The permanent extendibility -- The computer as a metamedium -- 2 Understanding metamedia -- The building blocks -- Media-independent vs. media-specific techniques -- Inside Photoshop -- There is only software -- PART 2 Hybridization and evolution -- 3 Hybridization -- Hybridity vs. multimedia -- The evolution of a computer metamedium -- Hybridity: examples -- Strategies of hybridization -- 4 Soft evolution -- Algorithms and data structures -- The metamedium or the monomedium? -- The evolution of media species -- PART 3 Software in action -- 5 Media design

After Effects and the invisible revolution -- The aesthetics of hybridity -- Deep remixability -- Layers, transparency, compositing -- After Effects interface: from "time-based" to "composition-based" -- 3D space as a media design platform -- Import/export: design workflow -- Variable form -- Amplification -- Conclusion -- Software, hardware, and social media -- Media after software -- Software epistemology -- Index

Software has replaced a diverse array of physical, mechanical, and electronic technologies used before 21st century to create, store, distribute and interact with cultural artifacts. It has become our interface to the world, to others, to our memory and our imagination - a universal language through which the world speaks, and a universal engine on which the world runs. What electricity and combustion engine were to the early 20th century, software is to the early 21st century. Offering the the first theoretical and historical account of software for media authoring and its effects on the prac

Description based upon print version of record.

Reviews provided by Syndetics

CHOICE Review

Manovich (CUNY) critically examines modern software media authoring/creation tools in Software Takes Command. The three-part book covers early history and development ("Inventing Media Software"), foundational technologies and early experimentation ("Hybridization and Evolution"), and current status and future developments ("Software in Action"). The book does not reveal just the origin of these pervasive tools, e.g., Photoshop or Auto-Tune, but also what the algorithmic DNA within the code shares with the analysis techniques used in the intelligence community and how this "cross-pollination" resulted. One of the most critical points made is how the evolution of the personal computer coupled with the efforts of early software/interface pioneers at Xerox PARC and MIT provided the necessary foundation to even make these software tools possible. This formative period was a key factor in the development of what Manovich terms "metamedia," the melding of standard media within a software environment. The result is the mashable data representations increasingly seen today, e.g., Google Maps and its varying informational overlays. Development of this software over time has made what was once reserved for experts accessible to increasing numbers of laypersons, abolishing the distinction between passive observers and creators. This thoroughly researched, beautifully written book should satisfy even the most curious readers. Summing Up: Highly recommended. All levels/libraries. J. R. Lauber Briarcliffe College Library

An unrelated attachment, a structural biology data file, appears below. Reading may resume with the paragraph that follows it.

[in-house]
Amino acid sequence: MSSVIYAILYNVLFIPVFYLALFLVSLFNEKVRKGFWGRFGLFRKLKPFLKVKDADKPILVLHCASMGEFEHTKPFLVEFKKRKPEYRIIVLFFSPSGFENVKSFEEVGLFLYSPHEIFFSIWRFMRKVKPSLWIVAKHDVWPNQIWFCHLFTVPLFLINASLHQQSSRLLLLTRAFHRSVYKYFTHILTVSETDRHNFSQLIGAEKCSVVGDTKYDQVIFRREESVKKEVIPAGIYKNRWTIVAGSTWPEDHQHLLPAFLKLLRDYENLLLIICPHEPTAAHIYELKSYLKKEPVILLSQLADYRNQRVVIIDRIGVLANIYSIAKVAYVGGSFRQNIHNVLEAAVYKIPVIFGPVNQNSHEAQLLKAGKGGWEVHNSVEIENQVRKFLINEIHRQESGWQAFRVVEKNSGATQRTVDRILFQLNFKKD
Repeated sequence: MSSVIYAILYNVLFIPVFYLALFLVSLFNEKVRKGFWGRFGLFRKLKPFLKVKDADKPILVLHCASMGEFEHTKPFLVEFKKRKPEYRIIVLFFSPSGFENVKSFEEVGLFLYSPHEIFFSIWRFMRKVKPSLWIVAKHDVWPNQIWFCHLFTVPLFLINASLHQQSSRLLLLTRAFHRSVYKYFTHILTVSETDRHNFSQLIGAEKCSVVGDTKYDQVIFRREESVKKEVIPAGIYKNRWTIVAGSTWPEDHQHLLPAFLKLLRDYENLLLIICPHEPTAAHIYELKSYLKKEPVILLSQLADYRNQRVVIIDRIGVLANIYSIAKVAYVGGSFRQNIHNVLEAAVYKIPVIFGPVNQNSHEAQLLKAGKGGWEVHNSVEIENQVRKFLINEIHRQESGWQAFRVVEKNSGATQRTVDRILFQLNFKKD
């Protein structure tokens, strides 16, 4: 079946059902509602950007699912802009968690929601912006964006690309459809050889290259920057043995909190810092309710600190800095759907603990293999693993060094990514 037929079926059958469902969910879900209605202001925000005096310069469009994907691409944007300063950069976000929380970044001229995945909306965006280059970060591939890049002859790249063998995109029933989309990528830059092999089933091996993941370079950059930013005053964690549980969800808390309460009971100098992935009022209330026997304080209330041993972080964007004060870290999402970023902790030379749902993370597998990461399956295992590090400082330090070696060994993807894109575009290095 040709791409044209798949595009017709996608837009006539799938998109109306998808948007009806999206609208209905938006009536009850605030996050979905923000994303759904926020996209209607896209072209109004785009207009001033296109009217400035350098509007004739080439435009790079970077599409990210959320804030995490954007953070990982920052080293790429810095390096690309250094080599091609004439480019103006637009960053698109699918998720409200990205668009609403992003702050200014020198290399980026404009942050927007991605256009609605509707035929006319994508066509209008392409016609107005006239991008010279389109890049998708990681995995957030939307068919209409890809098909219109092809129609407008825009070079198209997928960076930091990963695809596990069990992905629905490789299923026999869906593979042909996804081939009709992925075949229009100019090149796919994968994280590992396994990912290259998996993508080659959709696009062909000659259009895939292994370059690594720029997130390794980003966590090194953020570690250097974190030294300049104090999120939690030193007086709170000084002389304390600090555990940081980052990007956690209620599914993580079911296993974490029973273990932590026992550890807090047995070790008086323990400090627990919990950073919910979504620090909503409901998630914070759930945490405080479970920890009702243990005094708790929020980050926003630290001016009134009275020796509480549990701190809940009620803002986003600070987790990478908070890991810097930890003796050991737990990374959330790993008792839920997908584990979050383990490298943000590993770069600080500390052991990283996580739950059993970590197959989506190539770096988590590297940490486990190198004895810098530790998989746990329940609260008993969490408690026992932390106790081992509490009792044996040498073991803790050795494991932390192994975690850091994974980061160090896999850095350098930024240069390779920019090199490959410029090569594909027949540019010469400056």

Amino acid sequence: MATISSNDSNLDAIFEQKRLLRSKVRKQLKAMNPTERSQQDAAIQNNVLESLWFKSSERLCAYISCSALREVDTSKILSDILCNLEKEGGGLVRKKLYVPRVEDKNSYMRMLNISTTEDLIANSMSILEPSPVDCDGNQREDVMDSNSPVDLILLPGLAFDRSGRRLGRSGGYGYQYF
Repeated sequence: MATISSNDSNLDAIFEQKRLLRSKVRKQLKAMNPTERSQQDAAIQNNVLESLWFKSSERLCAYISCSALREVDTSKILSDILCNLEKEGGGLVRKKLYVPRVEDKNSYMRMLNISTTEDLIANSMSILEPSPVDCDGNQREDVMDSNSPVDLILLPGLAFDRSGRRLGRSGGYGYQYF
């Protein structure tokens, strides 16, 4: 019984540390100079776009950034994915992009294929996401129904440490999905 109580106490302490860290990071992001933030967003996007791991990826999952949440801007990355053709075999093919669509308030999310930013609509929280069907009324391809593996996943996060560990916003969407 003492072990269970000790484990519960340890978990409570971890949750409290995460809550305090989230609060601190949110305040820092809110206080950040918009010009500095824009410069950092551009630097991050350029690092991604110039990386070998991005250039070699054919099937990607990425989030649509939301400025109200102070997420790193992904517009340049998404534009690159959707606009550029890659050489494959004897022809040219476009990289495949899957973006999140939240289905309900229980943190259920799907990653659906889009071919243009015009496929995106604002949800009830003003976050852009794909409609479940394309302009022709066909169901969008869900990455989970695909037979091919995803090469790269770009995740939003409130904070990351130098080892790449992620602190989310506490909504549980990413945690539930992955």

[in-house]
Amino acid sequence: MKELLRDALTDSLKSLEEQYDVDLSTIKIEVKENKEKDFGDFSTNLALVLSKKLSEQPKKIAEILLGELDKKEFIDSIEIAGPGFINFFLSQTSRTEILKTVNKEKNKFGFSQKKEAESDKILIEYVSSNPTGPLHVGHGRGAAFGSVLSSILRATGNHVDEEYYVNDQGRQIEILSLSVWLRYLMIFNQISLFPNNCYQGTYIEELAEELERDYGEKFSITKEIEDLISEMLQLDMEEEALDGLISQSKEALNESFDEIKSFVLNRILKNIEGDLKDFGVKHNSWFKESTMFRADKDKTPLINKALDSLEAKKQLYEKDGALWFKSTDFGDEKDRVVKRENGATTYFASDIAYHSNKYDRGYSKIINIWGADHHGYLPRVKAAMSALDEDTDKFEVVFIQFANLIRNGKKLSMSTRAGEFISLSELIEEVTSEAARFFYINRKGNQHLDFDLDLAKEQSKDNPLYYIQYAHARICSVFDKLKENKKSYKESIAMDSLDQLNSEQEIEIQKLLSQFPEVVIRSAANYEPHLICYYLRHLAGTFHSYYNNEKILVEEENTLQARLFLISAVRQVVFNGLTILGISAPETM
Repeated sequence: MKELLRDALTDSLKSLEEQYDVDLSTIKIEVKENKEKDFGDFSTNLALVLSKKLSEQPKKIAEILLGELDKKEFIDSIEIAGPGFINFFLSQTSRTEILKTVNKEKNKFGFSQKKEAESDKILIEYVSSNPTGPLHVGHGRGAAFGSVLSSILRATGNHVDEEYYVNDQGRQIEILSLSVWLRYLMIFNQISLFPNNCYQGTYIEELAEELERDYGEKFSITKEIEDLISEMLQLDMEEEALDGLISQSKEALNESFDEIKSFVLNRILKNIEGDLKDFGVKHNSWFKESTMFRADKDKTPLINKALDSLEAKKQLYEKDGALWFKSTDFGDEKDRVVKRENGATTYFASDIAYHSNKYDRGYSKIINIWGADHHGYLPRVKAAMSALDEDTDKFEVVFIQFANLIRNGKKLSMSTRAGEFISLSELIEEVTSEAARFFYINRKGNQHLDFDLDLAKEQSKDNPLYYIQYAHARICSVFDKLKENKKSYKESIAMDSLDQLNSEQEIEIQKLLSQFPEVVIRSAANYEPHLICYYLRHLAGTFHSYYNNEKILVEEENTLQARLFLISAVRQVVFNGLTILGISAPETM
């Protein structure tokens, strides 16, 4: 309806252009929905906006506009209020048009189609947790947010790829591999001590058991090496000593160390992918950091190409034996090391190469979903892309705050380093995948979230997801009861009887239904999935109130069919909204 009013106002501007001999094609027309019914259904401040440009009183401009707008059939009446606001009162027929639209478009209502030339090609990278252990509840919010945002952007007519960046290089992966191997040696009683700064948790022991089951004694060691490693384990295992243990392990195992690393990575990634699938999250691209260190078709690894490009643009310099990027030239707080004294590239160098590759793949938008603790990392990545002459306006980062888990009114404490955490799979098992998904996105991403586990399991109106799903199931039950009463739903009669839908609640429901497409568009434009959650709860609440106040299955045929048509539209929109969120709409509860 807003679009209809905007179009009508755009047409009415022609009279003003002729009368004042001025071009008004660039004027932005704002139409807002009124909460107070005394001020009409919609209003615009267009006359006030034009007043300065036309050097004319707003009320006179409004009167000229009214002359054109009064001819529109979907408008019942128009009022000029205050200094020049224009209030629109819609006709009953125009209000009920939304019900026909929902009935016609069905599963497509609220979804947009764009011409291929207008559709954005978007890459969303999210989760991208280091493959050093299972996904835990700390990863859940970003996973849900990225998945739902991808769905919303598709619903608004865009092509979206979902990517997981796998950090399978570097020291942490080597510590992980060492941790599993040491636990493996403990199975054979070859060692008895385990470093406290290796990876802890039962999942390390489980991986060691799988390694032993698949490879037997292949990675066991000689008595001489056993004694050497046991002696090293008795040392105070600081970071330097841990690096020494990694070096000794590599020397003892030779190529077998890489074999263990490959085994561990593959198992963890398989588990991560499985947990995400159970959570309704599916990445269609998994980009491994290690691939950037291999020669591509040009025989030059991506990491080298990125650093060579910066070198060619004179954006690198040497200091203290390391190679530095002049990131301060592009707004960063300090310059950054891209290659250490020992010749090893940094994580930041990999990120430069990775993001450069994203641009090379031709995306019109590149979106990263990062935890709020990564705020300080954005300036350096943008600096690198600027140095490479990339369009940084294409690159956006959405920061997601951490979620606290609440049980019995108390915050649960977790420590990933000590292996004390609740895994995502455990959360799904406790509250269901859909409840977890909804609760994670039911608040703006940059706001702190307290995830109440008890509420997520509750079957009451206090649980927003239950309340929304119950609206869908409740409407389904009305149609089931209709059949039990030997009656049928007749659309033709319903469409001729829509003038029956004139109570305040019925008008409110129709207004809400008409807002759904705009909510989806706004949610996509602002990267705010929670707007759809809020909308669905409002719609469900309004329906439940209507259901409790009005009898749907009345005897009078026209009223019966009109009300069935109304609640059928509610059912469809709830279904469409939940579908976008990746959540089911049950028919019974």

Author notes provided by Syndetics

Lev Manovich is the author of Soft Cinema: Navigating the Database (2005), and The Language of New Media (2001) which was described as "the most suggestive and broad ranging media history since Marshall McLuhan." Manovich is a Professor at CUNY Graduate Center, a Director of the Software Studies Initiative at California Institute for Telecommunications and Information Technology, and a Visiting Professor at European Graduate School.

There are no comments for this item.

Log in to your account to post a comment.